The NYU department of philosophy encourages its members to be respectful, constructive, and inclusive in philosophical discussion.
To this end, the department has compiled a list of guidelines to facilitate discussion of this sort. The guidelines are intended primarily for oral philosophical discussion in formal settings, especially for discussion in colloquia, conferences, and so on. In addition, convenors of seminars and reading groups are encouraged to consider the use of guidelines such as these. Groups are encouraged to adapt and modify these guidelines for their purposes as they see fit.
The use of guidelines should typically be announced by a chair and/or determined in advance by the group. If the guidelines are perceived to be violated, the chair is encouraged to gently point this out (a light touch usually works best), either at the time or later. There can be reasonable disagreement about violations, but debate is best left until afterwards. It is worth remembering that violating these guidelines does not make one a bad person.
- Be nice.
- Don’t be incredulous, roll your eyes, make faces, laugh at a participant, or start side conversations.
- Don’t present objections as flat dismissals (leave open the possibility that there’s a response).
- Don’t speak over others, especially toward the beginning of an exchange (later in a long exchange or a long speech, there’s more room for back and forth with interruption, but it’s always good to let people get their point out first).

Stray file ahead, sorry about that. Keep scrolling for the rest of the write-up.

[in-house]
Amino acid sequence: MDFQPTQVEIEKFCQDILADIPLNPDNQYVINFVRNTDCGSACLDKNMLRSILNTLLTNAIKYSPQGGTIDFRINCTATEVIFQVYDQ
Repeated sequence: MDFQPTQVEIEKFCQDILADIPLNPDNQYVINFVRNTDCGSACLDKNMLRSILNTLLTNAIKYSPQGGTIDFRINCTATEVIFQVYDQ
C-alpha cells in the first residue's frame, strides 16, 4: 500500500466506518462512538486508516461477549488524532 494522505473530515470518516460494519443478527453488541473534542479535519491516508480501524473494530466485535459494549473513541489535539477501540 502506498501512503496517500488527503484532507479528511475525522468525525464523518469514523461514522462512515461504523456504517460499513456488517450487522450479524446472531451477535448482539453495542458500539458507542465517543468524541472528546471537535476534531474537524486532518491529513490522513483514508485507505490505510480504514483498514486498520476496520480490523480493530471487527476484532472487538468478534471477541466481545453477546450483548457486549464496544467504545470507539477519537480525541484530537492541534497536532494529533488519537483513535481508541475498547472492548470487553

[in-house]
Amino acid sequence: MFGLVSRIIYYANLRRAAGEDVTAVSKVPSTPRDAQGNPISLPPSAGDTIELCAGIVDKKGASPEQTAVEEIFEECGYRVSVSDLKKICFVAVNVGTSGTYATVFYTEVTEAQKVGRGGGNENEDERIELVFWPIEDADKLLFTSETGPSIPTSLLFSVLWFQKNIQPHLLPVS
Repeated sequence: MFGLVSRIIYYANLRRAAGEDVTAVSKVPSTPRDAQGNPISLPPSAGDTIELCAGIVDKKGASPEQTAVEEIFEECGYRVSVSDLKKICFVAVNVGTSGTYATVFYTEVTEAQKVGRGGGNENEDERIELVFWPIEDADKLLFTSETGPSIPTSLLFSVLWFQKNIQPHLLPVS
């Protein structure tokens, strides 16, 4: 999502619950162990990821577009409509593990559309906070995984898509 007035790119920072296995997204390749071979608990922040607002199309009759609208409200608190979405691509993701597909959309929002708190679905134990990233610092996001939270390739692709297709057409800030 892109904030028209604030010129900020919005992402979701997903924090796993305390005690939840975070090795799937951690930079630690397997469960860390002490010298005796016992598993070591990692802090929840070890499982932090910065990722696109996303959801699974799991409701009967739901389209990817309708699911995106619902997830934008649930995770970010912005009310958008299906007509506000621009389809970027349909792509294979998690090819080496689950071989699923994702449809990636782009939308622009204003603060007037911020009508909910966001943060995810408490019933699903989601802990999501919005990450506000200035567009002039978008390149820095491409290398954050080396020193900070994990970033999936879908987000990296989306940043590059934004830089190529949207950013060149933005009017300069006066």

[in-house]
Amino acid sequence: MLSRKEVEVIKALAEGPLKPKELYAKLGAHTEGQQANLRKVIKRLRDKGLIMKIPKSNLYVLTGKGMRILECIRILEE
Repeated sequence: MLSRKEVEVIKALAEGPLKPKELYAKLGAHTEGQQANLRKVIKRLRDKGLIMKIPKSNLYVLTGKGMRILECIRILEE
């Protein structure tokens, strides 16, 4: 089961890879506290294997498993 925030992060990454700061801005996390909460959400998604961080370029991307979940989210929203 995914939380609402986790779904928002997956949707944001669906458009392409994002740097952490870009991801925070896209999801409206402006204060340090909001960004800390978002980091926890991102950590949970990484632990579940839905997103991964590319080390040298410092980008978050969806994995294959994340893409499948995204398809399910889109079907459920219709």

- It’s good to acknowledge your interlocutor’s insights as well as those of previous contributors.
- Objections are fine, but it’s also always OK to build on a speaker’s project. Even objections can often be cast in a constructive way, and even destructive objections can often be usefully accompanied by a positive insight suggested by the objection.
- If you find yourself thinking that the project is worthless and there is nothing to be learned from it, think twice before asking your question.
- It’s OK to question the presuppositions of a project or an area, but discussions in which these questions dominate can be unhelpful.
- There’s no need to keep pressing the same objection (individually or collectively) until the speaker says uncle.
- Remember that philosophy isn’t a zero-sum game.
- Don’t dominate the discussion (partial exception for the speaker).
- Try not to let your question (or your answer) run on forever. Raise one question per question (follow-ups developing a line of thought are OK, but questions on separate topics can wait). You can usually talk more with the speaker after the talk.
- It’s OK to ask a question that you think may be unsophisticated or uninformed.
- Don’t use unnecessarily offensive examples.
- Chairs should attempt to balance discussion between participants, prioritizing people who haven’t spoken before, and keeping in mind the likelihood of various biases (e.g. implicit gender biases) when calling on questioners and applying these guidelines.